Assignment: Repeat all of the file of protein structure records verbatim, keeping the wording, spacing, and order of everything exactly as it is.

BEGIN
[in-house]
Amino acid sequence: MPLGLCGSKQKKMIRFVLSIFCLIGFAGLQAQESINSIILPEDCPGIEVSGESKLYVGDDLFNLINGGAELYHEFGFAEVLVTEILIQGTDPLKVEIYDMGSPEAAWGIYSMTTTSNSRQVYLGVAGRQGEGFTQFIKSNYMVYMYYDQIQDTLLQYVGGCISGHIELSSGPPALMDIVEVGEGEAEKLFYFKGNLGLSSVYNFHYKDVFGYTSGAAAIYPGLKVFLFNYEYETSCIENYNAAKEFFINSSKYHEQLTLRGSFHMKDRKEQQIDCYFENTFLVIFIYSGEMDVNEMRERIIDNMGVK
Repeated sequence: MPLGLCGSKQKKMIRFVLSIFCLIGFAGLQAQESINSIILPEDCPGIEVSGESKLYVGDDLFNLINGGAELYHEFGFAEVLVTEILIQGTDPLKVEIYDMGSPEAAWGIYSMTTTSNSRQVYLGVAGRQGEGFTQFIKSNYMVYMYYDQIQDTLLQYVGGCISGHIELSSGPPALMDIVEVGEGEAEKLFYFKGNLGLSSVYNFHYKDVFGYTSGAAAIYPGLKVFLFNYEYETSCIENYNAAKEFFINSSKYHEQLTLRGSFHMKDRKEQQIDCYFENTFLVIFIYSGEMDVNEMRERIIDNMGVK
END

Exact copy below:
[in-house]
Amino acid sequence: MPLGLCGSKQKKMIRFVLSIFCLIGFAGLQAQESINSIILPEDCPGIEVSGESKLYVGDDLFNLINGGAELYHEFGFAEVLVTEILIQGTDPLKVEIYDMGSPEAAWGIYSMTTTSNSRQVYLGVAGRQGEGFTQFIKSNYMVYMYYDQIQDTLLQYVGGCISGHIELSSGPPALMDIVEVGEGEAEKLFYFKGNLGLSSVYNFHYKDVFGYTSGAAAIYPGLKVFLFNYEYETSCIENYNAAKEFFINSSKYHEQLTLRGSFHMKDRKEQQIDCYFENTFLVIFIYSGEMDVNEMRERIIDNMGVK
Repeated sequence: MPLGLCGSKQKKMIRFVLSIFCLIGFAGLQAQESINSIILPEDCPGIEVSGESKLYVGDDLFNLINGGAELYHEFGFAEVLVTEILIQGTDPLKVEIYDMGSPEAAWGIYSMTTTSNSRQVYLGVAGRQGEGFTQFIKSNYMVYMYYDQIQDTLLQYVGGCISGHIELSSGPPALMDIVEVGEGEAEKLFYFKGNLGLSSVYNFHYKDVFGYTSGAAAIYPGLKVFLFNYEYETSCIENYNAAKEFFINSSKYHEQLTLRGSFHMKDRKEQQIDCYFENTFLVIFIYSGEMDVNEMRERIIDNMGVK